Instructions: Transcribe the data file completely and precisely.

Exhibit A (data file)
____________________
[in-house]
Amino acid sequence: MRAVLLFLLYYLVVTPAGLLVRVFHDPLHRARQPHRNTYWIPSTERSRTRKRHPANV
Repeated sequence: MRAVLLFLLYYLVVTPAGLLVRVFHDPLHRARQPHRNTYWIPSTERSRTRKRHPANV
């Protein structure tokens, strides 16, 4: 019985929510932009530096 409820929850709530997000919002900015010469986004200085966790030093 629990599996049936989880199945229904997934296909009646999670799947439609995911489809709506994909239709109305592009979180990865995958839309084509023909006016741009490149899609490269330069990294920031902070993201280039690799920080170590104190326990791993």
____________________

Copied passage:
[in-house]
Amino acid sequence: MRAVLLFLLYYLVVTPAGLLVRVFHDPLHRARQPHRNTYWIPSTERSRTRKRHPANV
Repeated sequence: MRAVLLFLLYYLVVTPAGLLVRVFHDPLHRARQPHRNTYWIPSTERSRTRKRHPANV
């Protein structure tokens, strides 16, 4: 019985929510932009530096 409820929850709530997000919002900015010469986004200085966790030093 629990599996049936989880199945229904997934296909009646999670799947439609995911489809709506994909239709109305592009979180990865995958839309084509023909006016741009490149899609490269330069990294920031902070993201280039690799920080170590104190326990791993």